This article is part of our special report Towards sustainable development goals.
SPECIAL REPORT / The EU says it is very committed to promoting civil liberties and self-determination through the Sustainable Development Goals (SDGs), which are expected to be adopted globally, in September.
But recent criticisms of national human right bodies leaves many doubtful that much is going to change.
Lotte Knudsen, Director for Human Development and Migration at the European Commission, who chaired a panel on SDGs and human rights at the European Development Days conference on 3 June, said that the EU was dedicated to furthering human rights and democracy.
This is part of the EU’s foundation, as spelled out in the Treaty, which reaffirms that the Union’s external action is grounded in democracy and the rule of law, she explained.
The EU’s development policy framework, enshrined in the Agenda for Change, is based on two pillars, human rights, democracy and other aspects of good governance on the one hand, and inclusive and sustainable growth on the other, Knudsen said.
She added that 15 member states were in the ‘A’ category of National human right institutions (NHRIs), meaning that they fully comply with the so-called Paris Principles, the accreditation being made by the International Coordinating Committee of National Human Rights Institutions (ICC).
The ICC is a global network of national human rights institutions (NHRIs) – administrative bodies set up to promote, protect and monitor human rights in a given country.
Knudsen reitareted that the Commission has recently proposed a new Action plan on human rights and democracy covering the period 2015-2019 which is now being discussed in the Council. The proposal lists as its first priority the capacity to support the NHRIs, with the aim at strengthening them.
The Commission official also said that in the EU budget, an instrument called The European instrument for democracy and human rights, was designed to support national human right institutions in the period ahead.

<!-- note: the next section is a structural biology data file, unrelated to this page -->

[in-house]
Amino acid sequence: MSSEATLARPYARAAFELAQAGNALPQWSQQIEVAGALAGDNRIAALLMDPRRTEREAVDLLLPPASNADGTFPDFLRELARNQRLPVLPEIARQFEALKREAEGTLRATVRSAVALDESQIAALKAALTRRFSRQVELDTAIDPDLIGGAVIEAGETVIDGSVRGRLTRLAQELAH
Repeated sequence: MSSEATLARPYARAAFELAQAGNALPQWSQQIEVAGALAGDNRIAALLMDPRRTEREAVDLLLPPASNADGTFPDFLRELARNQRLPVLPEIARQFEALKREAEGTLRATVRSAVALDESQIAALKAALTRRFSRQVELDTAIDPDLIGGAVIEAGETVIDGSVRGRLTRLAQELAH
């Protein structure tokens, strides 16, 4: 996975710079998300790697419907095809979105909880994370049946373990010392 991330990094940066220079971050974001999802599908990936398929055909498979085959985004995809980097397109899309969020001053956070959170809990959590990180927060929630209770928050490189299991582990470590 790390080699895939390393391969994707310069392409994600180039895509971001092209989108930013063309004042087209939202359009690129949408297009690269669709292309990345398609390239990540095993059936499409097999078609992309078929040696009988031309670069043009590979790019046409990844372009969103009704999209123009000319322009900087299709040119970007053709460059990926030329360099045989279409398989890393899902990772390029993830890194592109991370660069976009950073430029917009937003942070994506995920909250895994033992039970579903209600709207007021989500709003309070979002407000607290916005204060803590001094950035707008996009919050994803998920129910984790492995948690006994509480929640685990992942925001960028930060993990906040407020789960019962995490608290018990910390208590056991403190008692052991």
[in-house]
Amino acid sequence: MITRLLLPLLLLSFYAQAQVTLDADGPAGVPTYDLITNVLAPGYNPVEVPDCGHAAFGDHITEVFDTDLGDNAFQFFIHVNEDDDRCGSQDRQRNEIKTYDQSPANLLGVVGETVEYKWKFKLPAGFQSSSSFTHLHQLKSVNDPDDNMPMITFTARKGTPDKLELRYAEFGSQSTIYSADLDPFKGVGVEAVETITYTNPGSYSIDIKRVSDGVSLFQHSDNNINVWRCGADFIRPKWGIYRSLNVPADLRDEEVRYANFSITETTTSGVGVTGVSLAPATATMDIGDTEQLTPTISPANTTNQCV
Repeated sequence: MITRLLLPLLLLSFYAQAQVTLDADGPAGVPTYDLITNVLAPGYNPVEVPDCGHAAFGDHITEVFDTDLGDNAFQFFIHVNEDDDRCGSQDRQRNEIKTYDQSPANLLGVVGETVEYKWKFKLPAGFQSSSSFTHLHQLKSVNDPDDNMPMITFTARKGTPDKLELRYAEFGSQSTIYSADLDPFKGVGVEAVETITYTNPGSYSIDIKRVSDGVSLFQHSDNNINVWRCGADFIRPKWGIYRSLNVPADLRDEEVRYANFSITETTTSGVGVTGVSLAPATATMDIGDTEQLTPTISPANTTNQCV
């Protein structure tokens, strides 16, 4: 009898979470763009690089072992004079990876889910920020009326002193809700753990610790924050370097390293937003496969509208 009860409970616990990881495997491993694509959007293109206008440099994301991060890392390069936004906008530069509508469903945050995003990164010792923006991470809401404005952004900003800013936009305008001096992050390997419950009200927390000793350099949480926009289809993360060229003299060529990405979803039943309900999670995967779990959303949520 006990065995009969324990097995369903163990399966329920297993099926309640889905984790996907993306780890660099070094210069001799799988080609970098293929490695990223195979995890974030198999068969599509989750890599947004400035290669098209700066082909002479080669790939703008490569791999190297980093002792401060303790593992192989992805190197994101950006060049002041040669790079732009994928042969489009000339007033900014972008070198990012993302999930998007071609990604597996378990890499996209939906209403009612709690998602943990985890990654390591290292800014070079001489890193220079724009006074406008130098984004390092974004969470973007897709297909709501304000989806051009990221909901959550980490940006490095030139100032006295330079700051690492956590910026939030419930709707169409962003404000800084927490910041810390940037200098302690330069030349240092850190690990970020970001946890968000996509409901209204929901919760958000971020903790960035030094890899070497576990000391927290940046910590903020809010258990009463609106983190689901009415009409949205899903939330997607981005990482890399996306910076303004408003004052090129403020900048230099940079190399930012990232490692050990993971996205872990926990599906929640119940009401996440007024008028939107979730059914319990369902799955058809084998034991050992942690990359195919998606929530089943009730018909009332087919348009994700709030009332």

Knudsen said that in this context, it was timely to launch a debate on the role of NHRIs, who she said are, in their independent capacity, a key partner for the EU, and have a major stake in the implementation and monitoring of the future SDGs. The EU was equally determined to bring forward the issue of gender equality, she added.
However, Knudsen was put on the spot by the audience. Irabiha Abdel Wedoud of Mauritania’s National Human Rights Commission said that her institution’s attempts to enter in contact with the European Commission’s services had been consistently rejected for several years now.
Wedoud added that colleagues from other African countries with whom she had spoken reported having the same bad experience.
“We face a total rejection on the part of the European Commission Delegation to work with us,” she said, explaining that the reason was that either it was because her organisation wasn’t playing its role decisively vis-à-vis the authorities, or it was seen as aggressive. In this sense, she spoke of “incomprehension of the role of NRHIs” on the part of Commission services.
Indeed, this is not the first report of the executive’s services avoiding human rights issues, which they consider the business of the host country. The EU’s former Ambassador to Morocco, Eneko Landaburu, said that the Commission stayed away from such subjects in order to avoid irritating foreign governments.
Other representatives of countries where human rights are violated were doubtful about the potential of the SDGs to bring any change. One of them also criticised his country’s NHRI for not being independent, and carefully avoiding issues such as foreign foundations being banned.